How to read schematic

Hey everyone,

I’m kinda new to the world of development boards and got a noob question. I couldn’t find it anywhere else on the forum, so here it goes.

I’m currently working on a project that uses an 18650 battery to power a NodeMCU (ESP8266). I’ve found a promising schematic somewhere on the web, but I’m a little unsure on how to read it.

As you can see on the provided picture, the circuit consists of an LDO regulator, an electrolytic capacitor and a ceramic capacitor. They are connected to each other, but I’m unsure how to connect the ceramic capacitor to the electrolytic capacitor.

Could you help me by explaining this? What would it look like if you’d put it on a breadboard? So I can exactly follow the wiring.

Thank you so much!

Screenshot 2020-05-18 at 11.01.32.jpg

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Screenshot 2020-05-18 at 11.01.32.jpg

That is not a schematic.

Put the MCP1700 into the breadboard so each of its 3 leads is in a different set of adjacent contact strips (the contact strips run vertically in your image.
Put the 2 leads from each capacitor into the same contact strips, but in different holes as the outer 2 connections to the MCP700.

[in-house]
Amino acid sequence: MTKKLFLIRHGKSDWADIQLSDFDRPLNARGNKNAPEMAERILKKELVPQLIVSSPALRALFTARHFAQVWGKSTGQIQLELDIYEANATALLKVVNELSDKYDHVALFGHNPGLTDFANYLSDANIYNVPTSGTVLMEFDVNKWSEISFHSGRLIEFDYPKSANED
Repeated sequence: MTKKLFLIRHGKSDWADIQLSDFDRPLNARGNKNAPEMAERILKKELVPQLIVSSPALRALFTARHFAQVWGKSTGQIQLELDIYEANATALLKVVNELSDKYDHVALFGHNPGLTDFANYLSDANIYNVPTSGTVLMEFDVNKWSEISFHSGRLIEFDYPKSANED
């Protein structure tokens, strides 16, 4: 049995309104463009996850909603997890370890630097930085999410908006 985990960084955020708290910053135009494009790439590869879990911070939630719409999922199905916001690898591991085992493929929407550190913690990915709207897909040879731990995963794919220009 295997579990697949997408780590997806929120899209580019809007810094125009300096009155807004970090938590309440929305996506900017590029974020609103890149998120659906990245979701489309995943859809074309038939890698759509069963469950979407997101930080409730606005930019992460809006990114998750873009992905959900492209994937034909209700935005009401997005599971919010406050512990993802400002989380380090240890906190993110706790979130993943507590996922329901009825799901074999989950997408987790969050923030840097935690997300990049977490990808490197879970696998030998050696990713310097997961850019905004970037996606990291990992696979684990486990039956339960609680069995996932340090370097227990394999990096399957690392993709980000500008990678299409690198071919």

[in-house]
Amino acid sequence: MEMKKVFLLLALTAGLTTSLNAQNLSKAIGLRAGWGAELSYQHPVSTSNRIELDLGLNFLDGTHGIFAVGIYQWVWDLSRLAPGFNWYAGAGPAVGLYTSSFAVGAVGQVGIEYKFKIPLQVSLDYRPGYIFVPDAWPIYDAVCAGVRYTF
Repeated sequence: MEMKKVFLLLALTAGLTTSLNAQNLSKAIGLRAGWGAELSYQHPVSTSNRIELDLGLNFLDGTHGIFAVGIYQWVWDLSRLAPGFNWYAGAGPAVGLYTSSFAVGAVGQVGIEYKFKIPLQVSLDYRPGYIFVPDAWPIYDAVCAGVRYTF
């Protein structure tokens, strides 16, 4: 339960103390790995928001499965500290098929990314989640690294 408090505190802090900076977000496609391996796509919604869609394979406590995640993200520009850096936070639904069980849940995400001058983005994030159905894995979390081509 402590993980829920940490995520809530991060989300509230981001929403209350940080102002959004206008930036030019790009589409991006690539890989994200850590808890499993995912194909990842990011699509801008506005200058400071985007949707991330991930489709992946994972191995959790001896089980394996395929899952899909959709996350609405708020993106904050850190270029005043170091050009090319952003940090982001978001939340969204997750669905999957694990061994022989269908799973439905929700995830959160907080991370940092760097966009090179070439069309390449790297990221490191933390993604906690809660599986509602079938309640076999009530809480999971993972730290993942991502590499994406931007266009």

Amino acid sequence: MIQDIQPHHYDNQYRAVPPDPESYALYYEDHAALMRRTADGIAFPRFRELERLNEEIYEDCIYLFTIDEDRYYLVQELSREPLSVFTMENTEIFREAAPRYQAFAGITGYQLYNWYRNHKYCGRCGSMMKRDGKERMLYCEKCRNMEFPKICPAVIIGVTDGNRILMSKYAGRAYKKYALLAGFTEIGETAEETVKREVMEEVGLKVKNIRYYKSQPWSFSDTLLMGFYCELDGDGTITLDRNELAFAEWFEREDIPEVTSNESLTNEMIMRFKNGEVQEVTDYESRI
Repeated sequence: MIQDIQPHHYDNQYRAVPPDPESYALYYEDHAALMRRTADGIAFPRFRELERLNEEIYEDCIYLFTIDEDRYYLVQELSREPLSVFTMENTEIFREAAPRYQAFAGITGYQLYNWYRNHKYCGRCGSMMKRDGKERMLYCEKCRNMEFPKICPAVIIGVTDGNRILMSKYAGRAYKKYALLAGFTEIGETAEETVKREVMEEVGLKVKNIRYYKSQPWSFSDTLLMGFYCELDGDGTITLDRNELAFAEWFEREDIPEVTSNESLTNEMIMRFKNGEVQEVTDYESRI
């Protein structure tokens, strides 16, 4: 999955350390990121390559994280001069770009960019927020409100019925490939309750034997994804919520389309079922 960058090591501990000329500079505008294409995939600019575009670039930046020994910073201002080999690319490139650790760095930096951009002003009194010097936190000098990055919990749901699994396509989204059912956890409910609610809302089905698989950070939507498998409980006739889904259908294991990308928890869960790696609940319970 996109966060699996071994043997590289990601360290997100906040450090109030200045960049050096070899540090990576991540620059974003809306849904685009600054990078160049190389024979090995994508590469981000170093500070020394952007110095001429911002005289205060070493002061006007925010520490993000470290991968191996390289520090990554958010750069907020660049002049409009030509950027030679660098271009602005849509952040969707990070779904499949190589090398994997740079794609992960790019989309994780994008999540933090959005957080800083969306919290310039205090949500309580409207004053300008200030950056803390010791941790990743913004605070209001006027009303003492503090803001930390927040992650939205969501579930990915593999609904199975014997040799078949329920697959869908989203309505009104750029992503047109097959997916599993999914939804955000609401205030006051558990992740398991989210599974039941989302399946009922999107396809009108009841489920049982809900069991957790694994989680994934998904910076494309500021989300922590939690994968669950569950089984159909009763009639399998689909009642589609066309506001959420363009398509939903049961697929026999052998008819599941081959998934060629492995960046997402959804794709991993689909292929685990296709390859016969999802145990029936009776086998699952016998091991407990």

Connect wires to join the contact strips the MCP1700 is using to the power rails at the top and to the power supply.

If you are in any doubt, wire it up, take a photo and post it here as per the instructions I gave you a link to. Don't connect the power until one of us has said it's OK.

The two capacitors look like they are simply in parallel as suggested by Perry

The instructions at Power ESP32/ESP8266 with Solar Panels and Battery | Random Nerd Tutorials say

The LDOs should have a ceramic capacitor and an electrolytic capacitor connected in parallel to GND and Vout to smooth the voltage peaks. Here we’re using a 100uF electrolytic capacitor, and a 100nF ceramic capacitor.

OK, so the ceramic capacitor should be closest to the regulator, in fact, one tenth of an inch away (next set of holes if on a breadboard, or perfboard or PCB design) while the electrolytic can be a little further away.

Have you checked in the datasheet whether you should have a capacitor close by on the input to the regulator?

As the NodeMCU already includes a voltage divider to the analog input, you do not need two additional resistors, only an extra 100k in series with the pin to read a 4.2 V battery. :sunglasses: